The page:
PROVIDENCE — At times, he sounded like any local shopkeeper — talking about how much he borrowed to launch the business, how he needs to add more inventory, how he works 11 hours a day, seven days a week.
Aminullah Faqiry opened the door to the Afghan Super Store, a new market inside an Elmwood Avenue storefront emblazoned with the black, red, and green of the Afghan flag.
He walked between the shelves, pointing out the halal meat prepared in accordance with Islamic law — including beef, chicken, lamb, and goat — plus Afghan bread and rice, and everything from hookah pipes to HoHo snack cakes.
“I want to have a little bit of everything in the store,” he said, “so when they come in, whether they are native Americans or from other countries, I want them to find what they are looking for.”
But Faqiry’s focus soon shifted from the aisles of his store to the halls of power in Washington, D.C.
Not long ago, this shopkeeper was a front-line Afghan interpreter who worked with the US military and State Department for nearly 12 years. He came to Rhode Island with his family after US troops withdrew from Afghanistan in August 2021. His family was the first of more than 250 Afghans the federal government has sent to Rhode Island since then. In January, Governor Daniel J. McKee recognized him during his 2023 State of the State address.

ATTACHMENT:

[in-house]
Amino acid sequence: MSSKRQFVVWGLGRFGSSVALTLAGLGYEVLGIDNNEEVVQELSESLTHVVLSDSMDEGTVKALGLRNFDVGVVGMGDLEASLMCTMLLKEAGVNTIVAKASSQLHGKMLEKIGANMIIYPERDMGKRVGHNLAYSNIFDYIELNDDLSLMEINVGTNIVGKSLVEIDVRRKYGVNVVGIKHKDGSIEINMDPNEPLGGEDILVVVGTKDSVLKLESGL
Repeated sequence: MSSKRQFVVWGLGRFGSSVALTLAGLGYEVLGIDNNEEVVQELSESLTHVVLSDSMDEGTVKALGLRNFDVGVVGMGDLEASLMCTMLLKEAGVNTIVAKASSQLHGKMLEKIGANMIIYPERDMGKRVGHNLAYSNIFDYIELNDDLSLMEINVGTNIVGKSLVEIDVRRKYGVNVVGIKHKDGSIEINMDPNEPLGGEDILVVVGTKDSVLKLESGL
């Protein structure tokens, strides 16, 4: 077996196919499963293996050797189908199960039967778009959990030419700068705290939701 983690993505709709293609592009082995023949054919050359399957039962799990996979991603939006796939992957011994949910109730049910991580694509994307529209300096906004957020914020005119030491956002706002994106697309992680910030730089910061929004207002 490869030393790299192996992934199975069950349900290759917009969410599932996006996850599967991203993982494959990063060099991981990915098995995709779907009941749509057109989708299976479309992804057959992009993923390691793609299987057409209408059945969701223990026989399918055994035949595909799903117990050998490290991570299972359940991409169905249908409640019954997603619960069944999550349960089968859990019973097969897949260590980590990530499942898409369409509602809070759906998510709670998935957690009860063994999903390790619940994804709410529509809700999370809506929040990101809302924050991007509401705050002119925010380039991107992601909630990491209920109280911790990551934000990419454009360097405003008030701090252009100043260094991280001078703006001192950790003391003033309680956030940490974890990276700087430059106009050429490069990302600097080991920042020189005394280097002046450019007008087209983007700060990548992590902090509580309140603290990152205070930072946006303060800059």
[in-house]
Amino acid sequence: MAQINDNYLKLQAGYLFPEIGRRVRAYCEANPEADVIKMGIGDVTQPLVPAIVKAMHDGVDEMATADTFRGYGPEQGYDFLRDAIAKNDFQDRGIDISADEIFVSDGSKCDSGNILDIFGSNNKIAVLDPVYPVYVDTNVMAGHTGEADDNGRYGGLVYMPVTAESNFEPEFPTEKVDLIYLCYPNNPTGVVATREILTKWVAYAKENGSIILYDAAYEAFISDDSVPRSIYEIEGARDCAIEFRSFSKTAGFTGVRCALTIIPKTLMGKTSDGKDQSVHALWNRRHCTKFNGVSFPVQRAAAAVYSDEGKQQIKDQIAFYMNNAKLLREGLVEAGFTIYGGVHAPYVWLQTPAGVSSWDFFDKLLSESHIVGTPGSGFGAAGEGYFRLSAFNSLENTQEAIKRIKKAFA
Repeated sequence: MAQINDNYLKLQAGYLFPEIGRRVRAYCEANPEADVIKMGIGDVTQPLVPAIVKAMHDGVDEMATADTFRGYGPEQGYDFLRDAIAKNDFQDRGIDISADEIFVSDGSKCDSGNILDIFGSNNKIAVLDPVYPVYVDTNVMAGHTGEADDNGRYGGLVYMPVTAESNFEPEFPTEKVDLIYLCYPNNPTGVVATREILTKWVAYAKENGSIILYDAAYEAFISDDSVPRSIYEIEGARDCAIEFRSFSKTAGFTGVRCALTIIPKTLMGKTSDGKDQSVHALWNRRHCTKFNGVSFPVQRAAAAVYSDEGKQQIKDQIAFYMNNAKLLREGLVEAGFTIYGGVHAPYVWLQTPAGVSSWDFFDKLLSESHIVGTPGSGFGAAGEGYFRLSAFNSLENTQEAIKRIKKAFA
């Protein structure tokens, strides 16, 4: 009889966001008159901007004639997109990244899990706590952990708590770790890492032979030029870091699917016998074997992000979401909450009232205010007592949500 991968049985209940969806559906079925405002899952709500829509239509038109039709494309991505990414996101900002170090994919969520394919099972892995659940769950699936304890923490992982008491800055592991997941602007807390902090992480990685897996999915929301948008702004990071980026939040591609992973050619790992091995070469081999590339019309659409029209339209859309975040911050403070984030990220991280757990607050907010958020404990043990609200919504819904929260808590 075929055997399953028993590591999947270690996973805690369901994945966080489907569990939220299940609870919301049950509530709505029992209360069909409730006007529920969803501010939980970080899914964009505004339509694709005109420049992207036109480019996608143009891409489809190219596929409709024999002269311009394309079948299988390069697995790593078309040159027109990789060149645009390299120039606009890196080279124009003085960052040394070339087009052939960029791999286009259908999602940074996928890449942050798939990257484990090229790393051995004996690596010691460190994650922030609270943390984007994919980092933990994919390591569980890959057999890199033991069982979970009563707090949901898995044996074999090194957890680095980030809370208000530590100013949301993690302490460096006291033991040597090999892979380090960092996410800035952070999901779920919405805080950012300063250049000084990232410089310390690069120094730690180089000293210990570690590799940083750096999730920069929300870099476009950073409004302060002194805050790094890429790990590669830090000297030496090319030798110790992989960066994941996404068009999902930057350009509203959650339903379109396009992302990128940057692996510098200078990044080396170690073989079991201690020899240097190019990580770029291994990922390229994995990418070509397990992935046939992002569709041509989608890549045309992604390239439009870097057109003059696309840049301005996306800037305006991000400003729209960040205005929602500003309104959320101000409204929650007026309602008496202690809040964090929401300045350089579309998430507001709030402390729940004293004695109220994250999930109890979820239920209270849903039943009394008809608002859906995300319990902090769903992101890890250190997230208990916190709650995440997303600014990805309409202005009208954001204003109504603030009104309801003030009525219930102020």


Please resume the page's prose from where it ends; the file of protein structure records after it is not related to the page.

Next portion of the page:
Standing beside his shop counter, Faqiri called for President Joe Biden to help the Afghans who were “left behind” after helping the United States battle the Taliban.
“My wish is to one day meet President Biden and tell him to his face that I served the US government and bring to his attention that the people who served the US government in Afghanistan are still waiting to get out of the danger you left them to,” he said. “Tell the immigration department to get them out of the danger zone.”
Faqiri also called for Congress to pass the bipartisan Afghan Adjustment Act to provide a path to legal permanent residency for 76,000 Afghan evacuees and to pave the way for most to receive a green card.
“I call on the United States Senate, the Congress, the president, and people who know the importance of this Afghan Adjustment Act, to please go ahead and accept this and let the Afghan people get permanent residence,” he said.
Congress dropped the Afghan provision from its $1.7 trillion omnibus spending bill despite bipartisan support and the advocacy of veterans groups who said the United States made commitments to Afghan partners, including interpreters for American military units. Advocates blamed Senator Charles E. Grassley, an Iowa Republican who has opposed the Afghan Adjustment Act over security concerns and said he and other senators could not support it “as long as the vetting process is not improved.”
While opponents are raising security concerns, Faqiry said Afghan evacuees were vetted, and he said, “There are bad people and good people in every community. So do not think of all Afghans as bad.”
“Afghans are hard working people and they will be a good addition to the population of the United States,” he said. “They could make a difference if they are given a chance.”